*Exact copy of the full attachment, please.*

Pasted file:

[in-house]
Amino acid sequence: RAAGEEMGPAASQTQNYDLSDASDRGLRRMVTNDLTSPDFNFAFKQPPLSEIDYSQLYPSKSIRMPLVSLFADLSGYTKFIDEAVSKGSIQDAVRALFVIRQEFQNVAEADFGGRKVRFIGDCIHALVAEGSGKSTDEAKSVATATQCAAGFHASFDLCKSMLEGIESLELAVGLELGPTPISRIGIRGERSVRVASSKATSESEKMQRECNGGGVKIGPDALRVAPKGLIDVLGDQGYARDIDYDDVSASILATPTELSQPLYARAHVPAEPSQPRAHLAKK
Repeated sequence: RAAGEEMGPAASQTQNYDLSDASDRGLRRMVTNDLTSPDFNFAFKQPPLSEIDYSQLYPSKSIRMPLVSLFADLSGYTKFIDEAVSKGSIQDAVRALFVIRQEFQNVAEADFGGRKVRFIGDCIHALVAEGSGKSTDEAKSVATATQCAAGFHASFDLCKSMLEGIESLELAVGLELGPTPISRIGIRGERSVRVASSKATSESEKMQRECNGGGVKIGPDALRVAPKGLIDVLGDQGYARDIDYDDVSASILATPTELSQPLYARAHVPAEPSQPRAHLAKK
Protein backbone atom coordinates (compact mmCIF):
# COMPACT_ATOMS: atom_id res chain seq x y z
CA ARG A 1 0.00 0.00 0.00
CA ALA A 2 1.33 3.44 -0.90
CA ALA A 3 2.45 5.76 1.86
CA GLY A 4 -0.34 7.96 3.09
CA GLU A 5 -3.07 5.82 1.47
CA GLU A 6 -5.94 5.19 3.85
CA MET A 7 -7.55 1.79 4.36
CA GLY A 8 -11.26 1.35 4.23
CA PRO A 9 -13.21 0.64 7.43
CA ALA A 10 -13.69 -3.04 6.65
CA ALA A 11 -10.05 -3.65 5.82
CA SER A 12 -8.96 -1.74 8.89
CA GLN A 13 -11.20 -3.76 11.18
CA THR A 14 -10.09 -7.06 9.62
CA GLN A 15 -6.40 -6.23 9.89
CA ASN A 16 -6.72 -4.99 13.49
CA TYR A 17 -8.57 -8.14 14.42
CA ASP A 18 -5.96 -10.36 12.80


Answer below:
[in-house]
Amino acid sequence: RAAGEEMGPAASQTQNYDLSDASDRGLRRMVTNDLTSPDFNFAFKQPPLSEIDYSQLYPSKSIRMPLVSLFADLSGYTKFIDEAVSKGSIQDAVRALFVIRQEFQNVAEADFGGRKVRFIGDCIHALVAEGSGKSTDEAKSVATATQCAAGFHASFDLCKSMLEGIESLELAVGLELGPTPISRIGIRGERSVRVASSKATSESEKMQRECNGGGVKIGPDALRVAPKGLIDVLGDQGYARDIDYDDVSASILATPTELSQPLYARAHVPAEPSQPRAHLAKK
Repeated sequence: RAAGEEMGPAASQTQNYDLSDASDRGLRRMVTNDLTSPDFNFAFKQPPLSEIDYSQLYPSKSIRMPLVSLFADLSGYTKFIDEAVSKGSIQDAVRALFVIRQEFQNVAEADFGGRKVRFIGDCIHALVAEGSGKSTDEAKSVATATQCAAGFHASFDLCKSMLEGIESLELAVGLELGPTPISRIGIRGERSVRVASSKATSESEKMQRECNGGGVKIGPDALRVAPKGLIDVLGDQGYARDIDYDDVSASILATPTELSQPLYARAHVPAEPSQPRAHLAKK
Protein backbone atom coordinates (compact mmCIF):
# COMPACT_ATOMS: atom_id res chain seq x y z
CA ARG A 1 0.00 0.00 0.00
CA ALA A 2 1.33 3.44 -0.90
CA ALA A 3 2.45 5.76 1.86
CA GLY A 4 -0.34 7.96 3.09
CA GLU A 5 -3.07 5.82 1.47
CA GLU A 6 -5.94 5.19 3.85
CA MET A 7 -7.55 1.79 4.36
CA GLY A 8 -11.26 1.35 4.23
CA PRO A 9 -13.21 0.64 7.43
CA ALA A 10 -13.69 -3.04 6.65
CA ALA A 11 -10.05 -3.65 5.82
CA SER A 12 -8.96 -1.74 8.89
CA GLN A 13 -11.20 -3.76 11.18
CA THR A 14 -10.09 -7.06 9.62
CA GLN A 15 -6.40 -6.23 9.89
CA ASN A 16 -6.72 -4.99 13.49
CA TYR A 17 -8.57 -8.14 14.42
CA ASP A 18 -5.96 -10.36 12.80